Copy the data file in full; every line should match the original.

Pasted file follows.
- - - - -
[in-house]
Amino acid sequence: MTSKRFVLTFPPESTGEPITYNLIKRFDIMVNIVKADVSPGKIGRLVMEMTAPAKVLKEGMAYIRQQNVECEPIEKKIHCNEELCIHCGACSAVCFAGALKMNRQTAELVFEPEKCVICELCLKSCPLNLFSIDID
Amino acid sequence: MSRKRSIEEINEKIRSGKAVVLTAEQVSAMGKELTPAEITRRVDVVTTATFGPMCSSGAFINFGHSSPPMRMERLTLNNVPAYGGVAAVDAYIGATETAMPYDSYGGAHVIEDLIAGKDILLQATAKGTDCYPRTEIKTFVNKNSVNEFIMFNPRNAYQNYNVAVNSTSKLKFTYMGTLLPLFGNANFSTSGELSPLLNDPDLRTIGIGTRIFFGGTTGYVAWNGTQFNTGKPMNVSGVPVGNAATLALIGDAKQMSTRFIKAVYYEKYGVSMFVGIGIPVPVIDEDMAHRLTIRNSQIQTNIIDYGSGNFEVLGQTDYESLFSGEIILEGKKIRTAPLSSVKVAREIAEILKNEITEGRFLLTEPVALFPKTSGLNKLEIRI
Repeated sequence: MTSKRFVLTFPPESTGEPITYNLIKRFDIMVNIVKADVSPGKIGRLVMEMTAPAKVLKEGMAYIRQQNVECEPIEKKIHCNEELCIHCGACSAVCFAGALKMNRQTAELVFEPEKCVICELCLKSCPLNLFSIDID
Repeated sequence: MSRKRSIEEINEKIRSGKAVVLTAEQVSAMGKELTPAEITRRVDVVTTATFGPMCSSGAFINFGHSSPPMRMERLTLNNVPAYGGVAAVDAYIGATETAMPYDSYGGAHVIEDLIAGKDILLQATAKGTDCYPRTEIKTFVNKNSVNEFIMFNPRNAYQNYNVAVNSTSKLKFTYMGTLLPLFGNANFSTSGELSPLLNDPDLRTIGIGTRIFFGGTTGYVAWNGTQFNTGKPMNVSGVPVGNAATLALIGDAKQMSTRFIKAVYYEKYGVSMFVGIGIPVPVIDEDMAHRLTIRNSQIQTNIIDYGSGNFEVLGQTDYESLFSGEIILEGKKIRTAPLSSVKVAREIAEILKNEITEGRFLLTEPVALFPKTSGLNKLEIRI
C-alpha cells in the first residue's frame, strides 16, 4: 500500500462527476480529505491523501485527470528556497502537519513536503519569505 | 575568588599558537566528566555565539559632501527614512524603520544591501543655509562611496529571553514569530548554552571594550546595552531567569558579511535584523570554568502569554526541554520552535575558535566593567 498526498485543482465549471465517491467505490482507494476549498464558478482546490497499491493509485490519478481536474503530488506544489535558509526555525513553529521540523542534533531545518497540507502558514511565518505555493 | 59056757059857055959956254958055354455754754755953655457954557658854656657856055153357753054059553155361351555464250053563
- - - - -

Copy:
[in-house]
Amino acid sequence: MTSKRFVLTFPPESTGEPITYNLIKRFDIMVNIVKADVSPGKIGRLVMEMTAPAKVLKEGMAYIRQQNVECEPIEKKIHCNEELCIHCGACSAVCFAGALKMNRQTAELVFEPEKCVICELCLKSCPLNLFSIDID
Amino acid sequence: MSRKRSIEEINEKIRSGKAVVLTAEQVSAMGKELTPAEITRRVDVVTTATFGPMCSSGAFINFGHSSPPMRMERLTLNNVPAYGGVAAVDAYIGATETAMPYDSYGGAHVIEDLIAGKDILLQATAKGTDCYPRTEIKTFVNKNSVNEFIMFNPRNAYQNYNVAVNSTSKLKFTYMGTLLPLFGNANFSTSGELSPLLNDPDLRTIGIGTRIFFGGTTGYVAWNGTQFNTGKPMNVSGVPVGNAATLALIGDAKQMSTRFIKAVYYEKYGVSMFVGIGIPVPVIDEDMAHRLTIRNSQIQTNIIDYGSGNFEVLGQTDYESLFSGEIILEGKKIRTAPLSSVKVAREIAEILKNEITEGRFLLTEPVALFPKTSGLNKLEIRI
Repeated sequence: MTSKRFVLTFPPESTGEPITYNLIKRFDIMVNIVKADVSPGKIGRLVMEMTAPAKVLKEGMAYIRQQNVECEPIEKKIHCNEELCIHCGACSAVCFAGALKMNRQTAELVFEPEKCVICELCLKSCPLNLFSIDID
Repeated sequence: MSRKRSIEEINEKIRSGKAVVLTAEQVSAMGKELTPAEITRRVDVVTTATFGPMCSSGAFINFGHSSPPMRMERLTLNNVPAYGGVAAVDAYIGATETAMPYDSYGGAHVIEDLIAGKDILLQATAKGTDCYPRTEIKTFVNKNSVNEFIMFNPRNAYQNYNVAVNSTSKLKFTYMGTLLPLFGNANFSTSGELSPLLNDPDLRTIGIGTRIFFGGTTGYVAWNGTQFNTGKPMNVSGVPVGNAATLALIGDAKQMSTRFIKAVYYEKYGVSMFVGIGIPVPVIDEDMAHRLTIRNSQIQTNIIDYGSGNFEVLGQTDYESLFSGEIILEGKKIRTAPLSSVKVAREIAEILKNEITEGRFLLTEPVALFPKTSGLNKLEIRI
C-alpha cells in the first residue's frame, strides 16, 4: 500500500462527476480529505491523501485527470528556497502537519513536503519569505 | 575568588599558537566528566555565539559632501527614512524603520544591501543655509562611496529571553514569530548554552571594550546595552531567569558579511535584523570554568502569554526541554520552535575558535566593567 498526498485543482465549471465517491467505490482507494476549498464558478482546490497499491493509485490519478481536474503530488506544489535558509526555525513553529521540523542534533531545518497540507502558514511565518505555493 | 59056757059857055959956254958055354455754754755953655457954557658854656657856055153357753054059553155361351555464250053563